Besjana Hysa, Albanian Institute of Science, Albania
Open ICT education for youth employability is a cross-border EU-financed project, implemented by Open Data Kosovo in partnership with Albanian Institute of Science during 2018 – 2020.
The overall objective of the project is to foster youth employability by providing an open access to critical ICT knowledge and skills and by strengthening cross-border cooperation between specialized learning centres. The project targets the importance of the acquisition of high-value ICT skills by young people in the target region and the importance of making this knowledge accessible to everyone by removing barriers to entry in ever more professional and educational fields. “Open ICT education for youth employability” created the first online, independent learning platform in the Albanian language.
- 500 Participants
- 3 Online ICT courses in the Albanian language
- 7 Specialized learning centers benefiting from the action
Theodor Panagiotakopoulos, DAISSY Group of Hellenic Open University, Greece
UMI-Sci-Ed (Exploiting Ubiquitous Computing, Mobile Computing and the Internet of Things to promote Science Education) is a Horizon 2020 project, which aims at enhancing the attractiveness of science education and careers for young people (14-16 year-olds) via the use of latest technologies. We put Ubiquitous and Mobile Computing and the Internet of Things (UMI) into practice towards enhancing the level of STEM education. At the same time, we are increasing the attractiveness of pursuing a career in domains pervaded by UMI for these youths.
DAY 2: Basic Digital Skills
Andrea Raneletti, E.RI.FO.-Ente Di Ricerca e Formazione, Italy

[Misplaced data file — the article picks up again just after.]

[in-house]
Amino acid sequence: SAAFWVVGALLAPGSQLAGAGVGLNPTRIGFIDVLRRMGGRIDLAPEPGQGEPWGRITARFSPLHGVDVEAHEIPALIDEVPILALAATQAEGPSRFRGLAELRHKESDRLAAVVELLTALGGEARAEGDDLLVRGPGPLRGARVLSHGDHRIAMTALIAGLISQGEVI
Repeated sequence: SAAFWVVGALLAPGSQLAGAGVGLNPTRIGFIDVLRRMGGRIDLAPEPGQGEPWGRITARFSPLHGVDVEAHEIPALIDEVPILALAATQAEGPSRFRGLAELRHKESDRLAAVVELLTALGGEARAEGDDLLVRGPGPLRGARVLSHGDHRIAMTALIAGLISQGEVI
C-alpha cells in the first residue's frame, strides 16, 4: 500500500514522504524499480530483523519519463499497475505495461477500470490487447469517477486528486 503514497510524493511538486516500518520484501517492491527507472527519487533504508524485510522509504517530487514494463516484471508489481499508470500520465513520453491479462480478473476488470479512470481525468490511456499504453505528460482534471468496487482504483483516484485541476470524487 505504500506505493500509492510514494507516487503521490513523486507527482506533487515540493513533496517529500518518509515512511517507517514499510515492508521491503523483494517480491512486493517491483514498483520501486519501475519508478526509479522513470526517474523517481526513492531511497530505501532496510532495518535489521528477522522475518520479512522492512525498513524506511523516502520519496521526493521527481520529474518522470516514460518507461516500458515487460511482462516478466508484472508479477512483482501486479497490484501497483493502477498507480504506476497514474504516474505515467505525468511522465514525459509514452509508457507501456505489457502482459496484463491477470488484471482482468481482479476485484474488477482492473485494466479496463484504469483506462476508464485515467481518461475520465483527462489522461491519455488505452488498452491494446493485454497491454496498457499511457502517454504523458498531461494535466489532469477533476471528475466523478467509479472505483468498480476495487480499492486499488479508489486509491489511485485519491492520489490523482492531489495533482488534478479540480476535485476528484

Low competences go in pair with poor job opportunities: this is the core concept at the basis of ASK4JOB, a project that aims at providing new instruments and strategies for fostering the creation of new job opportunities for low-skilled long term unemployed adults. Users will be supported in self-assessing their digital skills online and to start a course that will provide them with a new set of competences and the cognitive skills that will help them to find new career opportunities. Thanks to a wide transnational partnership (11 partners coming from 9 countries), the ASK4JOB kit will address both public and private employment agencies as well as education providers for adults from all over Europe, allowing them to incorporate the Kit within their upskilling pathways of adults’ competences.
2. Digital Skills for Seniors (ICT Skills 4 All and ICT 4 the Elderly)
Alessandra Accogli, ALL DIGITAL, Belgium; Nina Pejic, Simbioza, Slovenia
In this lightning talk two projects will be presented together. Both ICT Skills for All and ICT 4 the Elderly projects address older adults aged 55+ who lack digital skills. The former targets adults with minimal or no engagement with digital technology, and the latter focuses more on those who already have some digital skills with the aim to upskill these competences.